The first smattering of prices on the Congressionally mandated terrorism coverage is trickling out of the insurance industry, and they are–as supporters of the bill predicted–lower than standalone terrorism coverage, to the extent that such coverage was available before the legislation passed. But are the new prices low enough?

Before Congress and the White House decided to fix the problem, the insurance being offered to companies covered all kinds of terrorist acts–those committed in the U.S. or abroad or by foreign or domestic terrorists. Under the new law, insurers are only required to offer coverage on what is deemed "certified terrorism," which is defined as attacks within the U.S. by individuals acting on behalf of foreign interests. Of the losses generated by this very specific brand of terror, the government has agreed to pick up 90%.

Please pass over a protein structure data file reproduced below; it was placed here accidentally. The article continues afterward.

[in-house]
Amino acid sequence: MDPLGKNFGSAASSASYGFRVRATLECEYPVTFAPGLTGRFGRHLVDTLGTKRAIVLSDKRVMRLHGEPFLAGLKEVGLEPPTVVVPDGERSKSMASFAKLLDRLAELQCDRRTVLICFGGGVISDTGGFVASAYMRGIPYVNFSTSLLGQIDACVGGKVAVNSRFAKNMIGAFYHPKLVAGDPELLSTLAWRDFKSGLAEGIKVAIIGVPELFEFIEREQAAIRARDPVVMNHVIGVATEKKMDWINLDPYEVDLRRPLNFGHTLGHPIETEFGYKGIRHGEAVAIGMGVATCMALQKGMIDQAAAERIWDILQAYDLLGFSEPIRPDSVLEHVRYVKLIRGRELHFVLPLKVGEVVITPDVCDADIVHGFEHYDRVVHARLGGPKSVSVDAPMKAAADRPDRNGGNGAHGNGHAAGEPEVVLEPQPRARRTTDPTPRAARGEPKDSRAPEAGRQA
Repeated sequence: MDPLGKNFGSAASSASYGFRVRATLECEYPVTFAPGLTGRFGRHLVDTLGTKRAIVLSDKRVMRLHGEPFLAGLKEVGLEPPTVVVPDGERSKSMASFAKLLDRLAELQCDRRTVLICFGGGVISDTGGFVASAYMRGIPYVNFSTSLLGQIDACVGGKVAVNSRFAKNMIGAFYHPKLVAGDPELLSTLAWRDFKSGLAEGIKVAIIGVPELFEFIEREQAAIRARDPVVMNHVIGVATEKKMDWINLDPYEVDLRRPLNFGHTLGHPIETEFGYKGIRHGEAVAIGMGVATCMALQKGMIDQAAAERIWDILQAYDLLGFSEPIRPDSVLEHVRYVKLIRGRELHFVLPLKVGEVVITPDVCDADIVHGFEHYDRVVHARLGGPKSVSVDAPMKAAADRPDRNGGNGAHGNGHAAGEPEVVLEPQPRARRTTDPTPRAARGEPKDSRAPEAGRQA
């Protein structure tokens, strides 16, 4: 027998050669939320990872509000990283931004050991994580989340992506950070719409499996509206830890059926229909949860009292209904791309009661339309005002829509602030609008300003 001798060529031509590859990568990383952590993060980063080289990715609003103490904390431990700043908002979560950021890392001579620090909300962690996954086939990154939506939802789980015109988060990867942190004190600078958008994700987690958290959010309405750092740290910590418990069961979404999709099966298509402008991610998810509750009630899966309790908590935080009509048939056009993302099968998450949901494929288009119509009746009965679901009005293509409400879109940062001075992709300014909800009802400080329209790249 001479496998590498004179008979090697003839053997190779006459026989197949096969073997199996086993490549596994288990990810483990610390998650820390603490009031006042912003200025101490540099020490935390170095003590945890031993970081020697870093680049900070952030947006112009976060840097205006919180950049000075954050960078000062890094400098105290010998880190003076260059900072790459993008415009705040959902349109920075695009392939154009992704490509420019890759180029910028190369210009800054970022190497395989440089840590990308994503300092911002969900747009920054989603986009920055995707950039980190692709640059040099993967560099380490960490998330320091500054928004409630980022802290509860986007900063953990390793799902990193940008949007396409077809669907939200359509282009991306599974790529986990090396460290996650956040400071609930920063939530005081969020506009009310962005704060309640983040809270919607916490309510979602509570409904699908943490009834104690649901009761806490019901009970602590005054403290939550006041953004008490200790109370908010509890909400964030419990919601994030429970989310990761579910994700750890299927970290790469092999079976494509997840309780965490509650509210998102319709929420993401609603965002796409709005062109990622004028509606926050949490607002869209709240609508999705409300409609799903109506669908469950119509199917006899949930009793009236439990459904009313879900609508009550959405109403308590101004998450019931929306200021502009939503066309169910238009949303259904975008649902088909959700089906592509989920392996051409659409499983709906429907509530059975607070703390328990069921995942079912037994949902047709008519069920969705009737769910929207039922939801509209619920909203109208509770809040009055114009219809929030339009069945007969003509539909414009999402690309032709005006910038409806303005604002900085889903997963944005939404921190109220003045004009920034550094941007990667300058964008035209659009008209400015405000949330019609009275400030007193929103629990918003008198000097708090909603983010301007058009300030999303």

Yet, some companies are being quoted quite high prices. According to Suzanne Douglass, managing director of Willis Risk Solutions' property practice, the few prices she has seen so far are "all over the lot," with some as low as 3% to 5% and others as high as "75% to maybe 100%" of the property premium. "Some has to do with the location and occupancy," Douglass says. "On more benign things, we're seeing the lower of the pricing."

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